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Join Us on November 21 for a Discussion of “The Legend of Sleepy Hollow”

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The Law Library of Congress will host a program on America’s favorite ghost story – Washington Irving’s The Legend of Sleepy Hollow  on Thursday, November 21. 

 

Washington Irving (1783–1859). The Legend of Sleepy Hollow. New York and London: G. P. Putnam’s Sons, 1899. Margaret Armstrong Collection, Rare Book and Special Collections Division, Library of Congress (013.00.00)
Washington Irving (1783–1859). The Legend of Sleepy Hollow. New York and London: G. P. Putnam’s Sons, 1899. Margaret Armstrong Collection, Rare Book and Special Collections Division, Library of Congress (013.00.00)

The Legend of Sleepy Hollow, listed as one of the Books that Shaped America by the Library of Congress, was first written by Irving in his collection of essays and short stories, The Sketch Book of Geoffrey Crayon, Gent.  First published in 1820, it is a seasonal favorite and one of the first books by a U.S. author to gain international popularity. The discussion, led by Professor Lewis Grossman of American University’s Washington College of Law (WCL), will cover topics such as the story’s messages about capitalism, law, American identity, and the function of storytelling.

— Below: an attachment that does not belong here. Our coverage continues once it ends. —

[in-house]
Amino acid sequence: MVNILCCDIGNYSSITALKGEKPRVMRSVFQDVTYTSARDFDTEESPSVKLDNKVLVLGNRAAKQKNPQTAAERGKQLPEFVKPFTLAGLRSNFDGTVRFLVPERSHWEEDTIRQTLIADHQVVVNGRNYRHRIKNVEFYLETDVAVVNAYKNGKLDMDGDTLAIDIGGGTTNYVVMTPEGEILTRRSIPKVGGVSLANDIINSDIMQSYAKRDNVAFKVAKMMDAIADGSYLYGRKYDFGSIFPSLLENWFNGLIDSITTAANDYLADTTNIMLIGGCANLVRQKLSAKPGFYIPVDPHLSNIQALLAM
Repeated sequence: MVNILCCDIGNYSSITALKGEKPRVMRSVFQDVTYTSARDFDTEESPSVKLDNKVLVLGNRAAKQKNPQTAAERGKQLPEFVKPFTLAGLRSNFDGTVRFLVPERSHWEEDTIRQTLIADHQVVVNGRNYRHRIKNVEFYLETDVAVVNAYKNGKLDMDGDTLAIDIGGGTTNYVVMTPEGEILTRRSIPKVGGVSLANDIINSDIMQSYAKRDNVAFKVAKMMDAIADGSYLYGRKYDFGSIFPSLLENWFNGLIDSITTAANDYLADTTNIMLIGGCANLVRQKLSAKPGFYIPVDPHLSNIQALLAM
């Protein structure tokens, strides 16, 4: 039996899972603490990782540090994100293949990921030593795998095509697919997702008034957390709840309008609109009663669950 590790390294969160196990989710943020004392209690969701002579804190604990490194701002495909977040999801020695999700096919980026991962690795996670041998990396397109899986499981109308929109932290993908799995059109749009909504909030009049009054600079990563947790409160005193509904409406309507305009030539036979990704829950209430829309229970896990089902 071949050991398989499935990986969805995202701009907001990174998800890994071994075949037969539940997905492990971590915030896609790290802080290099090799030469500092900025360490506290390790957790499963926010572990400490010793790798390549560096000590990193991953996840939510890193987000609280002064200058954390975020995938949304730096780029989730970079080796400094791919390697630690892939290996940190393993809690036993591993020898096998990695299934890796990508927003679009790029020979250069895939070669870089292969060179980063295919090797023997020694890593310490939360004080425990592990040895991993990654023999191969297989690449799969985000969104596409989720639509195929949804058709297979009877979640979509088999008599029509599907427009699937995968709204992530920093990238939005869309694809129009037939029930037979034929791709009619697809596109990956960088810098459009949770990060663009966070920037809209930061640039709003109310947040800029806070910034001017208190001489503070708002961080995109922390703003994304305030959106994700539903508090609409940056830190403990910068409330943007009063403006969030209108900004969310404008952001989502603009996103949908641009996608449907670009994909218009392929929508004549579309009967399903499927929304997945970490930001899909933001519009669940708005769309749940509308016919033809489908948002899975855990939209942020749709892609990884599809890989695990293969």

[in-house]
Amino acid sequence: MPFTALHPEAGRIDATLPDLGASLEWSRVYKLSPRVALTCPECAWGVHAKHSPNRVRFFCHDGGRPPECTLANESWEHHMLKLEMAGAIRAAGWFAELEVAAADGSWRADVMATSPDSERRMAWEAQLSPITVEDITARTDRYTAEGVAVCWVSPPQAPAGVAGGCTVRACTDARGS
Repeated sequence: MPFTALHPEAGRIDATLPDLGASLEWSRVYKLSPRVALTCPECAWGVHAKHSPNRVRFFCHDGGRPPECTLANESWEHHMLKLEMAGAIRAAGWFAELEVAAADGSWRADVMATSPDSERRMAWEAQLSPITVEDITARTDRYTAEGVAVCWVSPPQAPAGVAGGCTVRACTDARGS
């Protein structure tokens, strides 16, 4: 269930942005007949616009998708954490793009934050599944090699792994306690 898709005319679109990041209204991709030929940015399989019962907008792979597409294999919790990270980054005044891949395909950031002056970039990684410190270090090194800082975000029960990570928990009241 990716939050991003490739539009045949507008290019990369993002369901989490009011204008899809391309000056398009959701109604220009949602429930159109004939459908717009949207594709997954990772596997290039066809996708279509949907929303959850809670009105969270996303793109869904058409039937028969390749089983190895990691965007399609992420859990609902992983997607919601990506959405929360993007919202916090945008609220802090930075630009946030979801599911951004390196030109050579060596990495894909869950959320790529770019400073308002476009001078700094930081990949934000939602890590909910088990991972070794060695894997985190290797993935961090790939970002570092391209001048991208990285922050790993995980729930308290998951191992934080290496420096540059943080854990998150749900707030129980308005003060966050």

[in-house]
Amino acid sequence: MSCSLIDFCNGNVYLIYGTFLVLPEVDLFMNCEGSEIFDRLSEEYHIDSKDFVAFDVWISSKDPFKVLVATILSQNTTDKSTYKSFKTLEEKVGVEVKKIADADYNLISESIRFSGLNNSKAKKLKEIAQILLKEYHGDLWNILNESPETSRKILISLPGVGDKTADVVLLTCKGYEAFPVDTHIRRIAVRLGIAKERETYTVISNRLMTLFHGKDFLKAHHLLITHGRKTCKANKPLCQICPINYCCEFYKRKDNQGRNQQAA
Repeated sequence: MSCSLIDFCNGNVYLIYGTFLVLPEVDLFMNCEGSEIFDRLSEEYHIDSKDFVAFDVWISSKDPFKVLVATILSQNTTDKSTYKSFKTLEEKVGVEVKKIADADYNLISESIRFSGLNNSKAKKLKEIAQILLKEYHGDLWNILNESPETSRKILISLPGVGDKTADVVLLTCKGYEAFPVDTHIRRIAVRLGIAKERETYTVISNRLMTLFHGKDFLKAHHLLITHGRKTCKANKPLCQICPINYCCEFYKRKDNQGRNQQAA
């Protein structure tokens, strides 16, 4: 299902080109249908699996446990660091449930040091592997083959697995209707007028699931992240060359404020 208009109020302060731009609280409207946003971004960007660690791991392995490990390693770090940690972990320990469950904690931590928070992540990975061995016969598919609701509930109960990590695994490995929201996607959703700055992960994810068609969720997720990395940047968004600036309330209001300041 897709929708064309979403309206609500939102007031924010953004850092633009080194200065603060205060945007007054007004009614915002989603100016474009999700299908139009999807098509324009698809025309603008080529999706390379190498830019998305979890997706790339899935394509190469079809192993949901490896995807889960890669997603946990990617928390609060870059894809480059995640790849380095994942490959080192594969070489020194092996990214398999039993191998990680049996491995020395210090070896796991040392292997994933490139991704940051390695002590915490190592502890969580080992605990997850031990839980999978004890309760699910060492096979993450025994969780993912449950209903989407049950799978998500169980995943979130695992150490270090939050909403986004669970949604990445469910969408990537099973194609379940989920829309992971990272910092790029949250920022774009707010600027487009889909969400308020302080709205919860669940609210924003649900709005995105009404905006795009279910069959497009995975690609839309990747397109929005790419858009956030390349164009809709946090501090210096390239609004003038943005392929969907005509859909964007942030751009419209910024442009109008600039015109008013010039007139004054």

Grossman teaches and specializes in American legal history, civil procedure and food and drug law. Prior to joining the faculty of WCL, he was an associate at the D.C. firm of Covington & Burling.  He also clerked for Chief Judge Abner Mikva, U.S. Court of Appeals, D.C. Circuit.

Grossman’s latest work includes Food and Drug Law: Cases and Materials 3rd ed. (Foundation Press 2007, coauthored with Peter Barton Hutt and Richard A. Merrill) (4th ed. Expected 2013).  Additionally, he is writing a book tentatively titled You Can Choose Your Medicine: Freedom of Therapeutic Choice in American Law and History.  Grossman’s many articles have appeared in journals such as Yale Journal of Health Policy, Law & Ethics; Cornell Law Review; and Law and History Review.

The lunchtime event will begin at 12:00 p.m. in the Copyright Hearing Room (LM-408), located on the fourth floor of the Library’s James Madison Building, 101 Independence Ave. S.E., Washington, D.C. The event is free and open to the public, but seating is limited.  Tickets are not required.

Update: The event video was added below.

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